We all know that driving while distracted is dangerous. When we think about distracted driving behavior, we usually think about activities that take our eyes off the road or our hands off the wheel. Therefore, two of the most commonly discussed distracted driving behaviors are texting and hand-held phone calls while driving.

In recent years, there have been state and nation-wide campaigns to curtail these behaviors. Texas recently passed a law banning any form of electronic messaging while driving. However, throughout this push to reduce distracted driving, hands-free calling has often been touted as a safe alternative to other communication methods. In actuality, this type of behavior poses significant safety risks. In today’s post, we discuss what makes hands-free calling so dangerous:

Study profiles 4 types of drivers most likely to talk or text

An international study of distracted driving has identified four types of drivers who resist messages to avoid talking or texting behind the wheel. Interestingly, women were substantially more likely than men to engage in distracted driving, so women are the first of the four profiles. The others include people who are frequent users of their phones, drivers who are highly disinhibited, and those with negative attitudes about safety.

The study also found that novice drivers are much more likely than experienced ones to drive distracted. In fact, as the number of years behind the wheel increases, the likelihood of driving distracted decreases.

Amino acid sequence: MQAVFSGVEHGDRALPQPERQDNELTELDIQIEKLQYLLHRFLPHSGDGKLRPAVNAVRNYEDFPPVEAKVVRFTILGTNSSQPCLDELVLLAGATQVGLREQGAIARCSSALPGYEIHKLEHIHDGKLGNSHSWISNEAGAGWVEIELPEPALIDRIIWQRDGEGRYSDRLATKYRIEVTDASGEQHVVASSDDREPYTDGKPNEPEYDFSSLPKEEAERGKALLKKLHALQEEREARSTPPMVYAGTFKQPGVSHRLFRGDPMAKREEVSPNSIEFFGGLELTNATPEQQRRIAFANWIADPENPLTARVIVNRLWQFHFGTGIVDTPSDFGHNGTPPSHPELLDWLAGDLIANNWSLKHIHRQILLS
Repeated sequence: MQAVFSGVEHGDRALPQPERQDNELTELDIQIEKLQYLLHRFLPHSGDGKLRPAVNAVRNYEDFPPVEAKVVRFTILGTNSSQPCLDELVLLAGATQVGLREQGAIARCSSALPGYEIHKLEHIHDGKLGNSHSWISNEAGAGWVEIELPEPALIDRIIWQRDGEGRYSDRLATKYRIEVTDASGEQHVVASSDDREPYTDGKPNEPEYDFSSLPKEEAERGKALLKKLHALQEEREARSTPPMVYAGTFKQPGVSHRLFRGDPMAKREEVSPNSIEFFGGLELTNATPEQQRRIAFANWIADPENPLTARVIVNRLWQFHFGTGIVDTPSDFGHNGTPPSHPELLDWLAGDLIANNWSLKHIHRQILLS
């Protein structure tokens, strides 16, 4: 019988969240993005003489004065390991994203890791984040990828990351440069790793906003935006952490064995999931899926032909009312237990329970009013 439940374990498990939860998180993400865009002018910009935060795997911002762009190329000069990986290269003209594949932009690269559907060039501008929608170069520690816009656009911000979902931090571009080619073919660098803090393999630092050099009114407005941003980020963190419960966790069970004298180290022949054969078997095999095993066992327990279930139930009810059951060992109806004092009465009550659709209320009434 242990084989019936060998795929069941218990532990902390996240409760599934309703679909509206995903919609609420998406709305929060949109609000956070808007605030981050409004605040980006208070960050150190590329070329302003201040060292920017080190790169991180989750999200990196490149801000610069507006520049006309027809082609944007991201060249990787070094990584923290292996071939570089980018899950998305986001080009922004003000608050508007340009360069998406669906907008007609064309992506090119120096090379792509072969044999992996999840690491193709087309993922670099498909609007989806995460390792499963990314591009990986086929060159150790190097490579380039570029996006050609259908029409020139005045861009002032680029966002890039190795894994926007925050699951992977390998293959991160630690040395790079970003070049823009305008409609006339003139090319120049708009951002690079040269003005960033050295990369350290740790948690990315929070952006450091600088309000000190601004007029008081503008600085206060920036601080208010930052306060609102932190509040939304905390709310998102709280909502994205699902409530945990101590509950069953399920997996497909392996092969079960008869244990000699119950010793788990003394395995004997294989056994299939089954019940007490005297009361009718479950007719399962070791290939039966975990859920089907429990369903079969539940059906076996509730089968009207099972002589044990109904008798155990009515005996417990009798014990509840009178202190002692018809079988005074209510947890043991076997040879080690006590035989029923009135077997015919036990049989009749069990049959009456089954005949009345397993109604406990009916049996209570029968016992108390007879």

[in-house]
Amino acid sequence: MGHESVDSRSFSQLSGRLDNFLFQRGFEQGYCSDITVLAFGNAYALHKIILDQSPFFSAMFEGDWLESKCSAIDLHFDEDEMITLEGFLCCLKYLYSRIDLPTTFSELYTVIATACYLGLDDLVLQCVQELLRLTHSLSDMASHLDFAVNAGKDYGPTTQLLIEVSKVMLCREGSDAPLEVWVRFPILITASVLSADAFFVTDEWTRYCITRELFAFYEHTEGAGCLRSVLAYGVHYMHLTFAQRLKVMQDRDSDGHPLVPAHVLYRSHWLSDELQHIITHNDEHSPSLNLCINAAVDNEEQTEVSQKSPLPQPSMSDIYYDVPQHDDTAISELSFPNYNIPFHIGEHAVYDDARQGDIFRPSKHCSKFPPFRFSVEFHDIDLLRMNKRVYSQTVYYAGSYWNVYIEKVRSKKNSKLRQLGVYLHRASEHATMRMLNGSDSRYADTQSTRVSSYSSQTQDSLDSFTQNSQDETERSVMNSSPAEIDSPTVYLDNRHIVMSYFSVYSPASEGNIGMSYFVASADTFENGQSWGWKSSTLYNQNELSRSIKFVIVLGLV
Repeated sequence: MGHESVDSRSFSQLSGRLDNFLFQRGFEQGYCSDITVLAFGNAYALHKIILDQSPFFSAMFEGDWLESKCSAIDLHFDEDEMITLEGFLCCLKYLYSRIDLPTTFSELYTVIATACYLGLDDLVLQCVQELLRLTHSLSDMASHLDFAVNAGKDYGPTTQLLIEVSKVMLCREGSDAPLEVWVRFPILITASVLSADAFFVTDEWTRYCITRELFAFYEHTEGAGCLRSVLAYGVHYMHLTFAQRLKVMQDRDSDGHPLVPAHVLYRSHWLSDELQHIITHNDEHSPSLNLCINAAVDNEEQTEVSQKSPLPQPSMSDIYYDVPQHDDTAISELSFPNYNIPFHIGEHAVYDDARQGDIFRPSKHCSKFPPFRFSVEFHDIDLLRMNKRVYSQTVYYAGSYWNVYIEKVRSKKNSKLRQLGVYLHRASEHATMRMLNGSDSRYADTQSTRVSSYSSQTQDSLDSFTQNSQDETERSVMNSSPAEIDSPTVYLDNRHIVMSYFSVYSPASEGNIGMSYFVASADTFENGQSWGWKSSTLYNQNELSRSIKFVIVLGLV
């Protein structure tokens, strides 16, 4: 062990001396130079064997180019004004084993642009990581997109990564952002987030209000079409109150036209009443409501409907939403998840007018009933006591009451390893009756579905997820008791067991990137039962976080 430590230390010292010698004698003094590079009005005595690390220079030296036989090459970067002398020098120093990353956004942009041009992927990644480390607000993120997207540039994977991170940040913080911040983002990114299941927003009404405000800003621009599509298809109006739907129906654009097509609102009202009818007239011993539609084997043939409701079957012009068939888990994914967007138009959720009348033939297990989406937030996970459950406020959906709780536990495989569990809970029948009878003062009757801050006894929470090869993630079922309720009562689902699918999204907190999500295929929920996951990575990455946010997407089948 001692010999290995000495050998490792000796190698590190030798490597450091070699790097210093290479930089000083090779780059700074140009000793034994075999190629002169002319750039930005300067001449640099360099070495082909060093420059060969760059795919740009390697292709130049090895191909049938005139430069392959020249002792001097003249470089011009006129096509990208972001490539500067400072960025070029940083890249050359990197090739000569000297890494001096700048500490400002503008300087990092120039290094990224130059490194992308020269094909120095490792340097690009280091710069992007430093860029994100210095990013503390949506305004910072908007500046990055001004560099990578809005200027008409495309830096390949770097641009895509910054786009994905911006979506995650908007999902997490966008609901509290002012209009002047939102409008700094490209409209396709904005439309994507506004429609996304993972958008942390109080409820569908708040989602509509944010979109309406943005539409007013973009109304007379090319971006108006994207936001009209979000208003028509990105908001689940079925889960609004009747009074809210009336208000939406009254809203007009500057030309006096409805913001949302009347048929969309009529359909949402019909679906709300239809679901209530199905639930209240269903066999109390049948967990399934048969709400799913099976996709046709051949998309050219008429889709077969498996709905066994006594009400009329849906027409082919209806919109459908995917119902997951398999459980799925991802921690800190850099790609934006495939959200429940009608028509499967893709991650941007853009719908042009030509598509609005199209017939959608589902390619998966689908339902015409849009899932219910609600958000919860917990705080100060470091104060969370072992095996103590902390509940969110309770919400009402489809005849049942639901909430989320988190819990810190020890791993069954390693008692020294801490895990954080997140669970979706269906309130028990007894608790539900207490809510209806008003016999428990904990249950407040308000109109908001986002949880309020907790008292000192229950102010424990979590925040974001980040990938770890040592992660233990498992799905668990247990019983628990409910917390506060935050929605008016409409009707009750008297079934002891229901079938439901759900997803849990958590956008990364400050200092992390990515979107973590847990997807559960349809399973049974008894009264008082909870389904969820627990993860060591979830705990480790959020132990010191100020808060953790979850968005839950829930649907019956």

Are you concerned your college-aged child is using drugs?

Having a child in his or her late teens or early 20s often means going through a major rite of passage: college. This time can act as a transformative period in your child's life, and you certainly want to make sure that those changes are for the better. Of course, you likely know that your child will want to gain some experiences that he or she could not while living at home.

While some of those experiences may involve joining clubs or taking trips, you may also worry that your child could start experimenting with drugs. You certainly do not want to overreact, but as a concerned parent, you likely also know that students can easily gain access to illegal substances on and off college campuses.

Caught up in enhanced DWI enforcement over the July 4 holiday?

Law enforcement from Austin to San Antonio and across the state have been cracking down on drunk driving over the Fourth of July holiday period. Starting June 28 and continuing in some cases until July 15, Sheriff's Offices and the crackdown includes enhanced DWI enforcement, extra attention to speeding and seat belt violations, and "no refusal" breath testing initiatives in some parts of the state.

The extra enforcement is part of a statewide initiative funded by the Texas Department of Public Safety and TDOT. It is also coordinated with the National Highway Traffic Safety Administration's annual drunk-driving prevention event.

When airbags fail

Although safety technology in motor vehicles is relatively new, it may not take long before you take it for granted. You fasten your seatbelt instinctively and never give a thought to your anti-lock brakes. You may not even consider turn signals, headlights and door locks to be safety features. They are just part of the car.

However, when a safety feature fails, causing injury or worse, it suddenly gains your attention, and never in a good way. Lately, airbags have been especially susceptible to failure, and the results are sometimes catastrophic. Texas drivers and passengers who have suffered injuries or lost loved ones due to the failure of their airbags deserve answers to their many valid questions.